Our work on the new career lifecycle follows from the understanding that we must redefine the concepts of “work” and “retirement” in order to reflect the reality of increased longevity. Although life expectancy has continued to increase, the average retirement age has remained flat at about 63 years of age since 1980, according to the Center for Retirement Research at Boston College. As a result, the number of years spent in retirement has increased greatly; for men, the number of years spent in retirement rose from eight years in 1950 to 19 years in 2000. Given this increase, people must now save more in order to maintain their standard of living through retirement. This new reality necessitates a change in the meaning and nature of work across the entire lifespan, particularly among older people.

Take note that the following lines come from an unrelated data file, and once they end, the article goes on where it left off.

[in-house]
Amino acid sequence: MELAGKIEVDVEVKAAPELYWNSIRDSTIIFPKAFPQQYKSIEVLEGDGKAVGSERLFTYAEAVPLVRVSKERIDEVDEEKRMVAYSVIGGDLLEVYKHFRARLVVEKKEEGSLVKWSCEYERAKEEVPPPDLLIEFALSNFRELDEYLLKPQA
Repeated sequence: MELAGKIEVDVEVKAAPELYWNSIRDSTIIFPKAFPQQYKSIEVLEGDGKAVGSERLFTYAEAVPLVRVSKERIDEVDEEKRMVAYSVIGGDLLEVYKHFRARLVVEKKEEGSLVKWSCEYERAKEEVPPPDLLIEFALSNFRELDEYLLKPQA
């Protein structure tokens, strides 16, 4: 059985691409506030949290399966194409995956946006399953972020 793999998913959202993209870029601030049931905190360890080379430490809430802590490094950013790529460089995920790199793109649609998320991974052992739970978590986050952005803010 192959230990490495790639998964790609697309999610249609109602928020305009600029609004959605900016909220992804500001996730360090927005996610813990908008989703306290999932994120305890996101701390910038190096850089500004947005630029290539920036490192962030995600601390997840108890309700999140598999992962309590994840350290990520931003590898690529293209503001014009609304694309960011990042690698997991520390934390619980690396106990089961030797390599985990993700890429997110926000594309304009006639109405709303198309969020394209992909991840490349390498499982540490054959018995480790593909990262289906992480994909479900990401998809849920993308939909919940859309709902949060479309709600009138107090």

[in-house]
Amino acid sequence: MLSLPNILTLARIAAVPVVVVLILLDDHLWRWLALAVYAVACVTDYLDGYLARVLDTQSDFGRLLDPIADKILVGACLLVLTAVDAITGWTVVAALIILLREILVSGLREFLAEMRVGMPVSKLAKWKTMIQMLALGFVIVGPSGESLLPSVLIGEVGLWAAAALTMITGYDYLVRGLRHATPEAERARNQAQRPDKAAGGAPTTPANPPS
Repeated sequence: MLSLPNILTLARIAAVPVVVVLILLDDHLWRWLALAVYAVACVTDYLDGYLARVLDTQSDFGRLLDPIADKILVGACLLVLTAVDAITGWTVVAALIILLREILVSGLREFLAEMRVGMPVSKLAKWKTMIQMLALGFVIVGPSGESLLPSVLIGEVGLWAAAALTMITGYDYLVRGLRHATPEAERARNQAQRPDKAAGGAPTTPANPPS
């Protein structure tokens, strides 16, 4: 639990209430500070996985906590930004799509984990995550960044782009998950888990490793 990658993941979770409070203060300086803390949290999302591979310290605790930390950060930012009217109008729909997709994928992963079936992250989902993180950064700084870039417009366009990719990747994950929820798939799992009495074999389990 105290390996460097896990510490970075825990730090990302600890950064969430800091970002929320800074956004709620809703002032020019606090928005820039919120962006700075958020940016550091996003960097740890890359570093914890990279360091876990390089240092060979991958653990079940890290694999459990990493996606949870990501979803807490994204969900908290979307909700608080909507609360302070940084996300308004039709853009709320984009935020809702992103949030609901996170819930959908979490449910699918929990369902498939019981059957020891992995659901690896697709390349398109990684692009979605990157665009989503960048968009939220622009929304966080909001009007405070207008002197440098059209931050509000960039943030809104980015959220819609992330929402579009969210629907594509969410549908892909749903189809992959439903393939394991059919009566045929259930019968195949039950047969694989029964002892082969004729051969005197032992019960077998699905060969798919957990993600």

We will begin by exploring how employees, employers, and policymakers can work together to rethink the traditional career lifecycle and encourage individuals to work longer, save more, and embrace alternative career trajectories. Some initial topics for consideration include: affordable employee benefits for an aging workforce, especially the impact of healthcare costs; extended and non-traditional career paths; and social and cultural changes in the workforce. We will also identify the barriers and disincentives that affect labor force participation rates among older people and investigate what incentive structures would encourage older people to work longer. We are particularly interested in identifying potential legislative policies that would provide incentives for both employees and employers to promote working longer, such as payroll tax changes that incent keeping older workers in the workforce.